Our paths first crossed at a “CPB Regional Roundtable” conducted at a small hotel near Kansas City International Airport. It was one of my first out-of-state meetings as a fledgling manager in the public broadcasting system, and I knew few of my new colleagues – and even fewer of the big guns from Washington, D.C.

How fortuitous and delightful it was for me to end up seated next to Lillie Herndon, whose southern charm was at once disarming – if a bit misleading. Not that she was ever anything but gracious. But her kindly manner and gentle ways belied her enormous experience in business and education.

We swapped pleasantries and had a chance to visit a bit before and during the meeting. By the end of the day, I was on my way back to Stillwater, while Lillie and other CPB folks were trekking toward another city on their jaunt across the country to yet another CPB roundtable.

It would be some months before Lillie and I would meet again at another meeting, and I don’t remember where it was, but I do remember her greeting me with, “Hello, Larry, how are you?”

Many folks have a knack for remembering names. Some work at it. For others, like Lillie Herndon, it comes from a genuine interest in other people and wanting to learn more about them and their ideas. It’s getting beyond the exterior shield that too many of us throw up in our personal and professional relationships.

Lillie and I crossed paths several more times in the following years, but as fate would have it, we never had occasion to work together or have more discussions about our passions for public broadcasting.

I learned only this week that Lillie Herndon died in December (12/3/09) at her home in South Carolina. She was 93 years old. Hers was a remarkable career of public service – one that touched so many lives, through her work in business, education, and public broadcasting. Her obituary provides a glimpse into the career of this wonderful southern lady.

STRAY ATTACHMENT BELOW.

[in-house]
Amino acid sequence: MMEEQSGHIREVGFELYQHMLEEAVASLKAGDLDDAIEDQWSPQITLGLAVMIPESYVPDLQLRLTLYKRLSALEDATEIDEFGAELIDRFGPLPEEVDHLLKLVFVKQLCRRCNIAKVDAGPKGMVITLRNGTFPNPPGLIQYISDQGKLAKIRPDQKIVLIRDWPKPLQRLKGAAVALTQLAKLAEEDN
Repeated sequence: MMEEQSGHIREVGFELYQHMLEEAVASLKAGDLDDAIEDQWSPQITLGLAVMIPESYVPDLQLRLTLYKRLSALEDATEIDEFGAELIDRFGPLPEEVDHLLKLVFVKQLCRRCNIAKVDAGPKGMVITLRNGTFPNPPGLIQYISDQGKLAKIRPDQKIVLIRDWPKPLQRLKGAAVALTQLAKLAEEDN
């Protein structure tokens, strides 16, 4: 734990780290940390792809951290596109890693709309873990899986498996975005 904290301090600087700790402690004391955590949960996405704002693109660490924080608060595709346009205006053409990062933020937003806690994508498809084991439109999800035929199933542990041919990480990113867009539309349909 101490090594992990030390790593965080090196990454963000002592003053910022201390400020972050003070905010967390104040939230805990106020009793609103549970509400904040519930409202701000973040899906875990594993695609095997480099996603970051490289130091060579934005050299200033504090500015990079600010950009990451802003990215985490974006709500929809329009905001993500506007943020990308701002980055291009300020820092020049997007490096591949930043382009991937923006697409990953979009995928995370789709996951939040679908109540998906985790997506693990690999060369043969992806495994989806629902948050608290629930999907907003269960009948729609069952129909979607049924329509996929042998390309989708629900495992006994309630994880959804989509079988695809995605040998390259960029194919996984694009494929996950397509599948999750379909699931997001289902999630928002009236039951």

I wish I had known her better, but I’m grateful for having known her at all. Lillie Herndon will be deeply missed.

Saturday, February 6, 2010

America's "Voice

Despite intense jamming by the Soviet Union and China during the Cold War, and unabashed political assaults within the U.S. government over the years, the Voice of America has survived.

Alas, while the broadcasting service is a mere shadow of its former self, VOA continues to span the globe in 45 languages, reaching an audience that they estimate at about 130 million people every week. To serve that audience, VOA uses shortwave, FM, medium wave AM broadcasts, the Internet, and television.

Long-time international broadcaster Alan Heil, Jr., who toiled in the vineyards of VOA from 1962 until 1998, has written Voice of America – A History, and it’s a masterful history of an important American institution. While little known within U.S. borders because of the Smith-Mundt Act (yep, that’s South Dakota’s own Karl Mundt), the Voice of American has been a beacon of information and hope for millions of people around the world since it was created in 1942.

The Heil book introduces us to VOA by providing a fascinating narrative about its role in providing news and information to some 60 million Chinese during the tumultuous 1989 uprising in Beijing’s Tiananmen Square. The VOA delivered news that the Chinese citizens couldn’t get from their own government. It’s a compelling story that hooks the reader right away.

Then Heil escorts readers back to the origin of the VOA in 1942, when its first broadcasts in German pledged to listeners in Europe, “We bring you voices from America. Today, and daily from now on, we shall speak to you about America and the war. The news may be good for us. The news may be bad. But we shall tell you the truth.”

And that has been a guiding light for VOA for nearly seven decades.